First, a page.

Worth Living Run Ambassador Linda Fulton-Burges

Hi, I’m Linda.  A 53yr old survivor of anxiety and depression, who likes to run….A LOT! LOL


I Run a Lot 

I guess, I have been on the fence for a long time about sharing my story and mental health struggles. I mean, don’t we all have baggage,  issues, challenges in life? Some people have so little, been through so much, and seem so happy……..

They seem to cope so well with things and feel so confident,   I have never felt that way.

I have always felt alone…… socially awkward. I lacked confidence and didn’t realize why or how. I do now. I was diagnosed with GAD, Generalized anxiety disorder, depression about 12years ago. But I have been on medication, on and off for about 20 yrs.  I do better with medication and exercise. 

I have suffered a lot of loss and drama in my life too. My parents split up twice and my brother and I lived in an apartment away from our home, Dad and friends.  I married young and divorced, raised a daughter, who I don’t see. Lost my Dad, and only sibling. My mother is all that is left from my birth family, and she has mental health issues, and refuses to get treatment.   I don’t have cousins, close relatives here in Nova Scotia, so I am all my mom’s got! And, sometimes, the responsibilities and worry with my mom can be overwhelming……..

Anxiety can take over. I was on blood pressure medication,  anxiety medication, but it didn’t seem to be working. Doctor told me I had to make some changes. I listened.  I used to run a bit in high school and decided it would fit my busy schedule. I wasn’t committed to any class, I could just fit a run in whenever it was convenient.   I started running from telephone pole to telephone pole, walked a bit and continued. Before I knew it, I was entering my first race, The Berwick 5miler! I struggled to finish it, but I did! I surprised myself! My husband and son were there to cheer me on. It was an amazing experience,  and I felt so proud of myself and grateful for the family I have now. I decided then and there, I had to keep running.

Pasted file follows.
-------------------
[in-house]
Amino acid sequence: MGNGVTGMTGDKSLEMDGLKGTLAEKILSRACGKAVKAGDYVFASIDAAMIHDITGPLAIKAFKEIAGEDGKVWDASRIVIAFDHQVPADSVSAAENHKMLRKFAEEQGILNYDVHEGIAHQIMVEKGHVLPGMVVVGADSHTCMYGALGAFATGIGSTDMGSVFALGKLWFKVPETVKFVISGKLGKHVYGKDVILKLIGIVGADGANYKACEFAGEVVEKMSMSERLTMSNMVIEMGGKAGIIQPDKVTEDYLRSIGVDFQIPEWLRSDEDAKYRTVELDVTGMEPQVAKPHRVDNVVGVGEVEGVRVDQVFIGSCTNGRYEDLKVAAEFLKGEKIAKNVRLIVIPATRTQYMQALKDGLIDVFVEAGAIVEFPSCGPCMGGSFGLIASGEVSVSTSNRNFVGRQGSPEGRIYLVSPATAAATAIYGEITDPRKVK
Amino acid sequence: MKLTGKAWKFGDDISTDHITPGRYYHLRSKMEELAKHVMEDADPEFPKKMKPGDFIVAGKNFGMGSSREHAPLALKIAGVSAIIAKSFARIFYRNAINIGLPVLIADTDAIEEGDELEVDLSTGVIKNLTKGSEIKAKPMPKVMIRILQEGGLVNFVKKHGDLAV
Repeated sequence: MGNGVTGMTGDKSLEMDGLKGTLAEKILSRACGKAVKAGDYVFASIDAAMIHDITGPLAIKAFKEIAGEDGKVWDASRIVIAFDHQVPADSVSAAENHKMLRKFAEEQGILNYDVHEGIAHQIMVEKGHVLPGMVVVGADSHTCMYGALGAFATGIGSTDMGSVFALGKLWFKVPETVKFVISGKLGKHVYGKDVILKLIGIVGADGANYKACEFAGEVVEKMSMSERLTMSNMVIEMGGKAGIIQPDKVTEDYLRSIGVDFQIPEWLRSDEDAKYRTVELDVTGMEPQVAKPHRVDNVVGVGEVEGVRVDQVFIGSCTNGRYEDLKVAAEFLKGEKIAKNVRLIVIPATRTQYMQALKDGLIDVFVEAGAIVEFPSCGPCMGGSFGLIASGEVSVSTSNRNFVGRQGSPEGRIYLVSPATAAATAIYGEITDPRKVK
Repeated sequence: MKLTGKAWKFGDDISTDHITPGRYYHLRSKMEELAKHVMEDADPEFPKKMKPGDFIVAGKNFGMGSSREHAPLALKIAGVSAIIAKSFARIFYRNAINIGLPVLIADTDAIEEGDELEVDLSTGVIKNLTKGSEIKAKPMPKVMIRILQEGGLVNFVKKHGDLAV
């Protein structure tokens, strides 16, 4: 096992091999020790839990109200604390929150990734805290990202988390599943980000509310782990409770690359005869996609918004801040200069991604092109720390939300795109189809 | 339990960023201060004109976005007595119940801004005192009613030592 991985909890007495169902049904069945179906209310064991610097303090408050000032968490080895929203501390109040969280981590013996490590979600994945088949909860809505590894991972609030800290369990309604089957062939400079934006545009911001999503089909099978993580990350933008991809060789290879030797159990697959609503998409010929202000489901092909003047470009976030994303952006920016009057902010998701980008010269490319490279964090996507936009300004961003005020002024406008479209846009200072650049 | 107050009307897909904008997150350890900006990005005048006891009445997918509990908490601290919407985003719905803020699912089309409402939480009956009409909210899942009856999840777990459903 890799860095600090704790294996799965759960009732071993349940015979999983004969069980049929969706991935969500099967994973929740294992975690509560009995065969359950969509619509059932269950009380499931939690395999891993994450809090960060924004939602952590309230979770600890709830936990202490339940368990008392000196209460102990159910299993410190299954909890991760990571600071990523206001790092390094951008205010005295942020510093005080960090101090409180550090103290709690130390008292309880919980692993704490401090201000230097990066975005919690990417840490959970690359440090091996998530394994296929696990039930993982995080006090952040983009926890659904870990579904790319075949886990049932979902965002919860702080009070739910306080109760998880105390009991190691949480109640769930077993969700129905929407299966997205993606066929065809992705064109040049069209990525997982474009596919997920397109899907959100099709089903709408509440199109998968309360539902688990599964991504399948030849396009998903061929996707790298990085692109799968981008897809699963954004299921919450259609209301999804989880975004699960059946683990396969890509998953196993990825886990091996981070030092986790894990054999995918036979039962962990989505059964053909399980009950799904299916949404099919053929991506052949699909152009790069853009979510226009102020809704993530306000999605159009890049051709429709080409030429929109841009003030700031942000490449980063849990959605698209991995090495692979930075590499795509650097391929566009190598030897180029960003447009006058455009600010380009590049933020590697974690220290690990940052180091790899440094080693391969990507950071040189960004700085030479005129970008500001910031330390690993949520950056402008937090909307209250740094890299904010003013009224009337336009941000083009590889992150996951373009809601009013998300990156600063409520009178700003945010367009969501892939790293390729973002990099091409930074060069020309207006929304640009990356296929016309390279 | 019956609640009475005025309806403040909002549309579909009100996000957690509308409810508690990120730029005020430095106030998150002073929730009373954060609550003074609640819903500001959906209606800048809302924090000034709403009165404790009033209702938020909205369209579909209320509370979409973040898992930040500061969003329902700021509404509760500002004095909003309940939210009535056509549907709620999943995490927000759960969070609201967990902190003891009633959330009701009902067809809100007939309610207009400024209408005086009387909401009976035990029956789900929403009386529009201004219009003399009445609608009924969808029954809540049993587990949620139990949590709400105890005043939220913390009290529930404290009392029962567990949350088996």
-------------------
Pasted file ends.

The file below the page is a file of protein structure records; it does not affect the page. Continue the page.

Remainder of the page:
I felt WELL, happy, relaxed and excited about the future! I was so lucky to meet a special friend at that race too, Stan Sarty, of Mountain View Runners.  I joined their running group, and so did my husband and son!. 

Now we are training 5 days a week. We are on running plans from an amazing coach, Amanda Austen Nash.  We got help from a great nutritionist, Helen Macdonald and changed our diet. Learned to fuel our bodies healthier.  We have done many races in the past 2yrs. Now my husband is training for his first full marathon! And I am doing the halfs.  I hope to do my first full in the spring of 2020.

Life is extremely difficult sometimes and many of us don’t have the support system of family and friends.  We don’t understand ourselves and what we need to be healthy and happy. We isolate ourselves and become victims to mental illness.   If I have learned anything, it is to TALK! Find someone who understands mental illness, a teacher,counselor, doctor, friend, family, anyone who will love and support you. If your family doesn’t support you, find an adopted family. You have the right to be well, and take care of yourself.   Find YOUR tribe.

I still have depression and anxiety,  but it doesn’t control me. I have learned to manage my symptoms: worry, heart palpitations, panic attacks, headache, stomach issues etc… with therapy,  medication and lifestyle changes. I do still take medication, but a lower dose and seem to control my anxiety much better with exercise and running. If I feel overwhelmed,  I take a break, and do what I have to do for myself. Even if I offend others, I look after myself and have learned that is not selfish. Self care is necessary to be well!